Other resources concentrated in deserts include borax, silver, iron, gold, tungsten, salt, potash, and uranium.
Does climate change affect rain shadows?
A rain shadow depends largely on melting snow for water supply as well as what little rainfall it receives. Global warming will cause unsustainable moisture loss during evaporation. That could increase the burden of water scarcity in the region to a catastrophic extent.
12 Examples of rain shadow areas
Rain shadows are found close to many of the world’s mountain ranges. Some rain shadows experience drier climates than others. Let's look at some examples of rain shadow deserts around the world and the mountains responsible.
For more related weather, our selection of rain quotes and sayings is ready to inspire a smile on a gloomy day.
1. The Tibetan Plateau
The Himalayan mountain range stretches for about 1,550 miles. It is part of a mountain belt stretching from North Africa to the Pacific Ocean coast in Southeast Asia. The Tibetan Plateau is the rain shadow cast by the Himalayas.
2. The Gobi Desert
The Himalayan mountains cause the same phenomenon that occurs in the Tibetan Plateau to occur in the Gobi Desert. The area is a semi-arid region with just 5% of sand; the rest comprise grasslands, rivers, and lakes.
3. The Great Basin
The Sierra Nevada mountain range casts a rain shadow that forms the Great Basin. It is the largest desert biome in the U.S. They describe the area as a cold desert because precipitation falls there mostly in the form of snow.
4. The Death Valley
We have the Death Valley desert on the east side of the Sierra Nevada mountains. It is one of the driest places on earth, receiving a maximum rainfall of 4.5 inches per year.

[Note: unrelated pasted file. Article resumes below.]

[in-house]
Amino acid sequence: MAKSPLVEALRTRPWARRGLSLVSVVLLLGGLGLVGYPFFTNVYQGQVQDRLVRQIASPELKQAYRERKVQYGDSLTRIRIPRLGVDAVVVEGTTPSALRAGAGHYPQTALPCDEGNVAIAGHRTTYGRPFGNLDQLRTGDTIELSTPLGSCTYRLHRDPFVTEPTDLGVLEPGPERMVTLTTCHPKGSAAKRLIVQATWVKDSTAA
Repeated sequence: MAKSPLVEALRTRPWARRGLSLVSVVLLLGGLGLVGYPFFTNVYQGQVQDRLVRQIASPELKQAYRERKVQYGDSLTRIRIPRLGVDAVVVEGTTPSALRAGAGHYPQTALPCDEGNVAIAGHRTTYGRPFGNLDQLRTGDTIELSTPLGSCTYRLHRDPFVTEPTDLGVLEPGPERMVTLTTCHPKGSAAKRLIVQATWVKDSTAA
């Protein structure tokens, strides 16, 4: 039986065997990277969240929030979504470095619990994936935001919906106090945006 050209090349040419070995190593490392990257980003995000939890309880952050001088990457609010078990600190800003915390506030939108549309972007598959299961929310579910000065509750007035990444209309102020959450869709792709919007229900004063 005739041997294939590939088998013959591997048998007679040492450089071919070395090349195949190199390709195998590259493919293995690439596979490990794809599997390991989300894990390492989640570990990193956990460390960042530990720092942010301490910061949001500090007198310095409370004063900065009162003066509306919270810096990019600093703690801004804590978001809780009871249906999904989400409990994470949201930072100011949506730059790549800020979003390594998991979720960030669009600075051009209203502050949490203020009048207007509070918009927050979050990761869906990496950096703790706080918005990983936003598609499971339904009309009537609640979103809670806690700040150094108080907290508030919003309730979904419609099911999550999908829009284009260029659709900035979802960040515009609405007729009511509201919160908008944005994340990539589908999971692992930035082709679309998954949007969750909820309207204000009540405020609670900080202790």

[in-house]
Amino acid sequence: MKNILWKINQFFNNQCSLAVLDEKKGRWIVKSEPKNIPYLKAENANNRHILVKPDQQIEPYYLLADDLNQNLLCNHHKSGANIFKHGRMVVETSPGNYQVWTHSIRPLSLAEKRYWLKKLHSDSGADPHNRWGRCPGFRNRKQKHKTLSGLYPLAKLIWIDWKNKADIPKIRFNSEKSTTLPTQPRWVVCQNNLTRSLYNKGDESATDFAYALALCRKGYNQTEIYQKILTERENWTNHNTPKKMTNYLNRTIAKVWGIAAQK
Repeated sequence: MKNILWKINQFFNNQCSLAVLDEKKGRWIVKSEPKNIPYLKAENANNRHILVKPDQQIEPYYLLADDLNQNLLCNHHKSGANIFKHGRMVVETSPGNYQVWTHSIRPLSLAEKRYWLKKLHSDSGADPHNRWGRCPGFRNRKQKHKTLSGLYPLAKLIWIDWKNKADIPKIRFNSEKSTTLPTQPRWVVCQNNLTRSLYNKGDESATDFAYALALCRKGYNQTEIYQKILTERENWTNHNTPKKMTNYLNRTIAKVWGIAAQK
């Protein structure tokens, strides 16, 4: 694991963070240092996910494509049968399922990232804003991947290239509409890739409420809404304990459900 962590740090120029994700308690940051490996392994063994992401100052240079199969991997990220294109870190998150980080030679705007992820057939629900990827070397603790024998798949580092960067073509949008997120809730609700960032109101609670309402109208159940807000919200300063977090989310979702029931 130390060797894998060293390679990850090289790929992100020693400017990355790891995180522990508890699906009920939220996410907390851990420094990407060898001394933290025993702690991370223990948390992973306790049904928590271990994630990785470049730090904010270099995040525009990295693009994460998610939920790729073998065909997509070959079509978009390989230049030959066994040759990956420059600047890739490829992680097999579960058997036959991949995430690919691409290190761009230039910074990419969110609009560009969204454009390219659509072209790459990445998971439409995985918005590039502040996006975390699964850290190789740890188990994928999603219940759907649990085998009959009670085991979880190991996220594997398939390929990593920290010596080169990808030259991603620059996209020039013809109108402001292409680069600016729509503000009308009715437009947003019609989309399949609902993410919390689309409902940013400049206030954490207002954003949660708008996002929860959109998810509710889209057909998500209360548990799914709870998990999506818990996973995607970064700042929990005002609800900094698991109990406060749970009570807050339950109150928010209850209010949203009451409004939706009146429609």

5. The Atacama Desert
The Andes mountains of South America cast a rain shadow that formed the Atacama desert in Chile. The area is one of the driest places on earth. Some areas of the Atacama desert have never recorded rainfall.
6. East of the Southern Alps
The New Zealand Southern Alps intercept rain, causing clouds coming from the Tasman Sea. The west side gets so much rainfall that there's a flooding problem. But on the east side, semi-arid conditions exist.
7. The Kanto Plain
The Japanese Alps create a rain shadow across the plains of Tokyo. In the winter months, the Kanto Plain receives lower precipitation compared to the rest of Japan.
8. The Dry Basins of Washington and Oregon
To the east of the Cascade Mountains, we have the dry basins of Oregon and Washington. These areas make up the rain shadows cast by mountains. The larger part of the region is semi-arid.
9. The Mojave Desert
The Mojave desert of southern California exists in the rain shadow created by the Sierra Nevada and Transverse mountain ranges. The area gets a maximum of 9 inches of rain annually.
10. Patagonia Desert
We also know the Patagonian desert as the Patagonian Steppe. It is Argentina's largest desert. Located in South Argentina, the area is a rain shadowed by the Andes mountains.
11. San Luis Valley
The Rocky Mountain range, also known as the Rockies, stretches from New Mexico to Canada. The Rocky Mountains cast a rain shadow in the San Luis Valley in Colorado.
12. The Sahara Desert
The Atlas Mountains in Northwest Africa extend from Morocco to Tunisia and Algeria. The mountains create the rain shadow that we know as the Sahara desert.
The rain shadow effect occurs because mountains intercept warm, humid air masses. The air cools as it is pushed up, bringing precipitation to the windward side. However, the leeward side of a mountain is usually a dry region because it doesn't get enough precipitation.
Heiner, M., Davaa, G., & Kiesecker, J. M. (2020). Shifting Winds in the Mongolian Gobi Desert: Nature and Traditions Face the Modern Era. Elsevier eBooks.